Dead Cells was one of those games that I always wanted to give a go but never quite got around to. There was always the next big triple-A title to play, that fourth run of Skyrim to get going… We’ve all been there. Bleak Falls Barrow is like a second home. But after finally picking up a Nintendo Switch, I decided to give Dead Cells a shot.
I am so glad that I did.
The official genre description of Dead Cells appears to be that it is a “Roguevania” game, this being a combination of “roguelike” and “Metroidvania”. But what the hell does that all mean?
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What does “Roguevania” mean?
A roguelike game is essentially one that follows the “dungeon crawler” mindset. Influenced by tabletop games such as Dungeons & Dragons, these games often feature seemingly endless replayability through the use of procedurally generated levels. According to the Berlin Interpretation, roguelike games should also include permadeath, turn-based combat, and resource management.
Dead Cells includes a number of these factors, so it is rightfully apart of the genre. I find that it handles permadeath particularly well. The player actually controls an ethereal slime who appears to take over a series of headless corpses. When you die, you lose everything and start anew. I guess the slime doesn’t have pockets?
A Metroidvania title is a subgenre in which games are placed if they are said to follow the design and mechanics of the Metroid series or the early Castlevania games. They feature large inter-connected maps, play as platformers, and feature boss fights for important items to continue exploration. Dead Cells has all this and more. Russ Frushtick from Polygon has included Dead Cells in his 2018 discussion on what makes a great Metroidvania title in the modern age of gaming. Check it out below:
Dead Cells’ Gameplay Is Smooth Like Buttah
Much like any game in this portmanteau genre, Dead Cells is no exception to excellent gameplay. The controls are simple and easily make it a joy to play. With Dead Cells’ dodge feature, you can effortlessly roll through the levels, hacking and slashing at will. There are a variety of weapons, all of which feel different to use and force you to change up how aggressively you hack and slash. For a game that looks fairly simple on the surface, there is a great depth in the items and upgrades you can acquire throughout.
Dead Cells’ weaponry is categorized by the player’s three stats: Brutality, Tactics, and Survival. These three stats are scaled differently depending on what upgrades, items, and skills the player has and often add damage modifiers to weapons (such as bleeding effects or frost damage). There’s also a selection of traps and turrets the player can use to help them. These are primarily scaled by the tactics skill, but some are attributed to two stats.
Much like any roguelike, if you die… You lose it all. Every trap, weapon, scaled up stat… It’s disheartening, but that is what makes cells so important.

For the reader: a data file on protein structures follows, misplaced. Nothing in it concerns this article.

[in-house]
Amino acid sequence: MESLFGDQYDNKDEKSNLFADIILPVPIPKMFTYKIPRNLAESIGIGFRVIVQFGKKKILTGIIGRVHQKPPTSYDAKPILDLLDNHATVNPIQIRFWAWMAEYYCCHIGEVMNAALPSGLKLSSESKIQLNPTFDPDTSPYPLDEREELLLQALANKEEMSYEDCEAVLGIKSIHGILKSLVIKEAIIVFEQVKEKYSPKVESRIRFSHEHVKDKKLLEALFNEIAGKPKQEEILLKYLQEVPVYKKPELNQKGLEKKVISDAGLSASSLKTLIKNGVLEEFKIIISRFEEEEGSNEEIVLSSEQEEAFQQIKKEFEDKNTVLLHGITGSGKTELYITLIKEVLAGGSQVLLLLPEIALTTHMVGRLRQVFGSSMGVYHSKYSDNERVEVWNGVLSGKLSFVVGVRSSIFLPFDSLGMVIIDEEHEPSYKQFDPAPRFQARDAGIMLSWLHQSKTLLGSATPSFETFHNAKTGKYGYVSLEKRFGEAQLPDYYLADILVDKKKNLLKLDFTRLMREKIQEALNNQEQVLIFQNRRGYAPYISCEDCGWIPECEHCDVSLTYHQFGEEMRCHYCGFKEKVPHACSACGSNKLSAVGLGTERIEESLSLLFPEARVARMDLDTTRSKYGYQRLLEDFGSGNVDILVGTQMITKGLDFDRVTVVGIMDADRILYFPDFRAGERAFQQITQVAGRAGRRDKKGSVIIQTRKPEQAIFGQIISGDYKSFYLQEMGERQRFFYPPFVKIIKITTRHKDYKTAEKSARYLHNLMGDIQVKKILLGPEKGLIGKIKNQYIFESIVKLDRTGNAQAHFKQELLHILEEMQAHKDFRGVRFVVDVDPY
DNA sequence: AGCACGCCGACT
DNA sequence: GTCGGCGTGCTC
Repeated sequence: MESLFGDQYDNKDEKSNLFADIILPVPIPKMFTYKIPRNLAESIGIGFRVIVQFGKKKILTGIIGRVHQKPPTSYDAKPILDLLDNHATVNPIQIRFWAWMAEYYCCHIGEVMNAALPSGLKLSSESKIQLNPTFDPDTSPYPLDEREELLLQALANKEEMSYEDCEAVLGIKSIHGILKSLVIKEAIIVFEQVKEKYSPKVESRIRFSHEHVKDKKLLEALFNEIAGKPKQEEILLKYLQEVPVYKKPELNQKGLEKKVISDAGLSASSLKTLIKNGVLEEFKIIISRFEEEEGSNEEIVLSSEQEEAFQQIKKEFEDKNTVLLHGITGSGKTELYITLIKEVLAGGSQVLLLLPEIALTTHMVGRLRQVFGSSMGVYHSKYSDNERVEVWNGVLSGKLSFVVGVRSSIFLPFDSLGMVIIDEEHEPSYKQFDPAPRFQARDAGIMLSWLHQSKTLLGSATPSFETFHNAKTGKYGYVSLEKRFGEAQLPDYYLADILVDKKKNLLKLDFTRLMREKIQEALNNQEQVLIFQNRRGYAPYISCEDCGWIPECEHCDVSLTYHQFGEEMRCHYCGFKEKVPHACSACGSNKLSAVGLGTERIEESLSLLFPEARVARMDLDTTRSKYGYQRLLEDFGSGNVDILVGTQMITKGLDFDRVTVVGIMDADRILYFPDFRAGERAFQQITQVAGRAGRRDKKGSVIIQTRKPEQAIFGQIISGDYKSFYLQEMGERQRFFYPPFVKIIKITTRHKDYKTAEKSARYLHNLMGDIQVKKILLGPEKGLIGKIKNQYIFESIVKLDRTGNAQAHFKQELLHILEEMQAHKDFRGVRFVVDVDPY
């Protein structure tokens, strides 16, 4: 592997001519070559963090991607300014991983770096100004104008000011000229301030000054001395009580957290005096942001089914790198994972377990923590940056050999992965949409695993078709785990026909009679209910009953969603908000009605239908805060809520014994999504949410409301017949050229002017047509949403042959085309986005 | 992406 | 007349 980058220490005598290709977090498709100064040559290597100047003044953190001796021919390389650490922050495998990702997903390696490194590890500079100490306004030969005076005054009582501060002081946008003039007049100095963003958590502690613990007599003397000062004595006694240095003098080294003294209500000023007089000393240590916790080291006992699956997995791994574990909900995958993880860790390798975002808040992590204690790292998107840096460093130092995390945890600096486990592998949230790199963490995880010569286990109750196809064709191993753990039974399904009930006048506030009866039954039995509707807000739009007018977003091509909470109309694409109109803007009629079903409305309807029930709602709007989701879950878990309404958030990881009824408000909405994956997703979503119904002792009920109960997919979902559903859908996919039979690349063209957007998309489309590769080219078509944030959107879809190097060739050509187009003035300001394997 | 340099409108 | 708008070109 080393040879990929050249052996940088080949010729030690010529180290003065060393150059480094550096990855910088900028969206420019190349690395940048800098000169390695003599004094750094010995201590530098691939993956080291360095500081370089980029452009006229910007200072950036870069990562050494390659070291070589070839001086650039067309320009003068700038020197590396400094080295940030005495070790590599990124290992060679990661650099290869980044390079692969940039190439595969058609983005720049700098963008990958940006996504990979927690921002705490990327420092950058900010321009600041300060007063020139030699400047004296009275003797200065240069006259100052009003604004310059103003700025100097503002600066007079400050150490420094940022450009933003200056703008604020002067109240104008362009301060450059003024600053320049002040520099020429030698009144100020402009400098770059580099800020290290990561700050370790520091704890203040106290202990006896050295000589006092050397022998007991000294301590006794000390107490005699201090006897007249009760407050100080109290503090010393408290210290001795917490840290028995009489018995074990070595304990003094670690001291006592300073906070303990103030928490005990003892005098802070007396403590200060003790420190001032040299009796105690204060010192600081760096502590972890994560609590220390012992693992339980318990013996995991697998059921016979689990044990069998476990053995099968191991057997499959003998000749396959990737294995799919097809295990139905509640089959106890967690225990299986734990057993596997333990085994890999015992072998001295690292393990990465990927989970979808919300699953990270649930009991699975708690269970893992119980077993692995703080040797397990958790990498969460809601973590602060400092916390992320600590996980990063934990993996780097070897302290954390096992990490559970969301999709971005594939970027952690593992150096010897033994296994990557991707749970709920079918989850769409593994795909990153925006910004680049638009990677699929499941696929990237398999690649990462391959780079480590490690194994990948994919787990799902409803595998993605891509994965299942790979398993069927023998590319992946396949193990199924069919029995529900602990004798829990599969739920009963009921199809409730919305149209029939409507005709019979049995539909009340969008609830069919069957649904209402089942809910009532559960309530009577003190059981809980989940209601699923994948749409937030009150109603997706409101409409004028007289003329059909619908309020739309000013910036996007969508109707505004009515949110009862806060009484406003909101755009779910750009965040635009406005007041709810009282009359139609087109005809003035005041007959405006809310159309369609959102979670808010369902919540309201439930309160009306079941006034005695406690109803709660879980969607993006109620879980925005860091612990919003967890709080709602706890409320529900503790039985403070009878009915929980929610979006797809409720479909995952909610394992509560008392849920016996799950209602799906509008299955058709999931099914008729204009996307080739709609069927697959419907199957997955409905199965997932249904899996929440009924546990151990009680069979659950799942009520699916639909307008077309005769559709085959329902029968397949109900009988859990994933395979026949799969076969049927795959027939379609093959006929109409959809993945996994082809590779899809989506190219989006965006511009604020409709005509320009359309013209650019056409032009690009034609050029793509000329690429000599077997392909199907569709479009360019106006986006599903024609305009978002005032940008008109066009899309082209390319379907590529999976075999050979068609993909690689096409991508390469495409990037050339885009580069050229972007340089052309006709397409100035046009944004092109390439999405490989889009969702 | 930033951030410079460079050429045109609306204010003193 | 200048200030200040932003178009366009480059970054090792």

Cells are an in-game currency, alongside gold, that the player collects from hacking and slashing. Gold can be used to buy items and open doors. Cells, though, are spent on upgrades. Thankfully, these are permanent for all playthroughs. The only problem is that you can only spend the cells at the end of each area with either The Collector or at The Blacksmith’s Legendary Forge. If you die with any cells on you, they’re lost. The roguelike is as punishing as it is rewarding.
Dead Cells’ Environments Are Deep
Graphically, Dead Cells is stunning. Motion Twin has embraced the retro-looking pixelated graphics to excellent effect. Each level is wonderfully detailed, both in the foreground and the several background layers. What I find amazing is that it doesn’t clutter the screen. Initially, I thought it would all become a lot, but this isn’t the case. Instead, it makes each environment feel much more open and whole. The combat is also full of blood splatters, explosions, and fire (dependent on weapon choices). Who can have any complaints about that, right?
Dead Cells’ Protagonist Is Generic But Memorable
What Motion Twin has done well in Dead Cells is bring character to a fairly generic-looking, mute, disposable playable character. Right from the start, I found that they were more than just a lifeless husk inhabited by a strange sentient slime. While the protagonist is largely mute, there are text boxes that convey some internal thoughts. For example, they seem less than amused when they stumble across a pile of corpses which all look remarkably similar.
The internal thoughts that pop up sporadically convey confusion and curiosity and more often than not, I found them amusing.
I truly found it hard to fault, which is unusual because I could complain about The Witcher III’s combat for hours. With Dead Cells, though, it was just a joy from the beginning. This review was written with the Nintendo Switch version of Dead Cells, but the game is available on nearly everything. The seamless pick-up and play of the Nintendo Switch make Dead Cells a perfect title for the console. Although it wasn’t, the game feels like it was made for handheld gameplay. I couldn’t imagine getting as much enjoyment from it on a console. Weird, I know.
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